Biden's ability to break through with a message that will resonate with these voters is going to be critical for the Democrats' political success in 2022 and 2024, says Odio. Trump's reality show name ID and larger than life persona transcended the typical 'political' lane. Biden can never compete with Trump at that level. Even so, says Odio, he needs to find a way to show these voters how he's delivered for their community, especially on issues like the economy.
But, it's not just low-propensity Latino voters who upended conventional wisdom in 2020. An analysis released this week by a consortium of five Democratic pollsters, found that their polling underestimated the share of low propensity white, rural and non-college voters. "Among low propensity voters—people who we expect to vote rarely—the Republican share of the electorate exceeded expectations at four times the rate of the Democratic share," write representatives of these firms. "This turnout error meant, at least in some places, we again underestimated relative turnout among rural and white non-college voters, who are overrepresented among low propensity Republicans."
Even after making adjustments on weighting post-2016, these Democrats admit they were still unable to capture the true extent of the pro-Trump electorate. "There is something systematically different about the people we reached, and the people we did not."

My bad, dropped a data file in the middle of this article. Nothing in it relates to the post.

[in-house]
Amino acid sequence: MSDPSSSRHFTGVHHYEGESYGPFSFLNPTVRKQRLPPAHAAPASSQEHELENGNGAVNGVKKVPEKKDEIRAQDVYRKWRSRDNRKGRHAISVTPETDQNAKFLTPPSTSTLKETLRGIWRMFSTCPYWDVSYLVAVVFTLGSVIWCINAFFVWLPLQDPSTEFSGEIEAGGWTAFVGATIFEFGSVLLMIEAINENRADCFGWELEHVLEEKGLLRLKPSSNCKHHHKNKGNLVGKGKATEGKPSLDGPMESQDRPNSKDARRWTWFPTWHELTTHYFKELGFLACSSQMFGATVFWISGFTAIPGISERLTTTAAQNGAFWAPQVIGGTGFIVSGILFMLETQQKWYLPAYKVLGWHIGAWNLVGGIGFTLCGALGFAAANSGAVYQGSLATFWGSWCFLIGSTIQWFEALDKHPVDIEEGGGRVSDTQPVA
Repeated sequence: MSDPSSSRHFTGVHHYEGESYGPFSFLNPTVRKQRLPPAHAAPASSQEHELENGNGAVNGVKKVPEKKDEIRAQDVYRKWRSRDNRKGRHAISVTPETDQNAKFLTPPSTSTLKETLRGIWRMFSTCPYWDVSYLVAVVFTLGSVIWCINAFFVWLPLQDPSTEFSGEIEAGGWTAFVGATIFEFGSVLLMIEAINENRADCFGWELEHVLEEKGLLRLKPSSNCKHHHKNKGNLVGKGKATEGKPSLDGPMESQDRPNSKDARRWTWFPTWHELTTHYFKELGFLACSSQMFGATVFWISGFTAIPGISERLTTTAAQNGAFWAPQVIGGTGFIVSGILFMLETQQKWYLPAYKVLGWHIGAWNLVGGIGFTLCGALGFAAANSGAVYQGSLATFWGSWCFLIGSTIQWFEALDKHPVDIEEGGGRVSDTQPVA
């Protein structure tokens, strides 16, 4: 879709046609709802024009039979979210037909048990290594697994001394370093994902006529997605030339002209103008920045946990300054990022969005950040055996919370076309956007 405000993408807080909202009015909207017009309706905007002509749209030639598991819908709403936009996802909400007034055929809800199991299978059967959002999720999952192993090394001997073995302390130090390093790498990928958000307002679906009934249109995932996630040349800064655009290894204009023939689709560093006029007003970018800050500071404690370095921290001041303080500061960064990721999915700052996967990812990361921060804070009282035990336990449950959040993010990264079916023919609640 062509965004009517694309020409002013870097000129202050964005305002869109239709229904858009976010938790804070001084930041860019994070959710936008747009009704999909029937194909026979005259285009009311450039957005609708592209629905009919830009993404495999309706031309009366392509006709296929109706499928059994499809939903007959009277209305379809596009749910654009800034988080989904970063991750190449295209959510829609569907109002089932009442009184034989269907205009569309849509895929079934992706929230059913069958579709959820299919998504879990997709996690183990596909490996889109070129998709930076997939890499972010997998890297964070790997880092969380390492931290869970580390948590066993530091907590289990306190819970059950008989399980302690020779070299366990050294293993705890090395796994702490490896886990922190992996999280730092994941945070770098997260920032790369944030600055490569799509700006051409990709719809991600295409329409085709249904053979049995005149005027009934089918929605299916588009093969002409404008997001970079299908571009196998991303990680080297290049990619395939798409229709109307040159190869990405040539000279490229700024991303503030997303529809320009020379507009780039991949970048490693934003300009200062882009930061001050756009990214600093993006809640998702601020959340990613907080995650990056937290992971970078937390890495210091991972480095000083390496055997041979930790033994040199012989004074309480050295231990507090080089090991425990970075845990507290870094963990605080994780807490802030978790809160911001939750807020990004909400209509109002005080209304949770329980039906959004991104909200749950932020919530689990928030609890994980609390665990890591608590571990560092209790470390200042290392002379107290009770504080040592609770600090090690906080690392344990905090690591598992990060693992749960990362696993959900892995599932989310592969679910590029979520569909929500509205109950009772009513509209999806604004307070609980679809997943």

Pew Research found similar challenges to getting Trump-friendly voters to participate in their online panels. Overall, they concluded "that achieving proper representation of Republicans is more difficult than it used to be. Survey participation has long been linked to individuals' levels of education and social trust. Now that the GOP is doing better attracting voters with lower levels of education and, according to some analysts, doing better than in the past attracting low trust adults, Republican participation in surveys is waning, increasing reliance on weighting as a corrective."
None of these organizations offered a silver bullet to better identify and/or categorize the political leanings of infrequent voters. Pew and the Democratic pollsters say they will be tweaking their methodology and experimenting with different ways to try and reach hard to find voters. But, perhaps one of the best short-term solutions is to not assume that an infrequent or new voter can easily fit into one political camp or the other.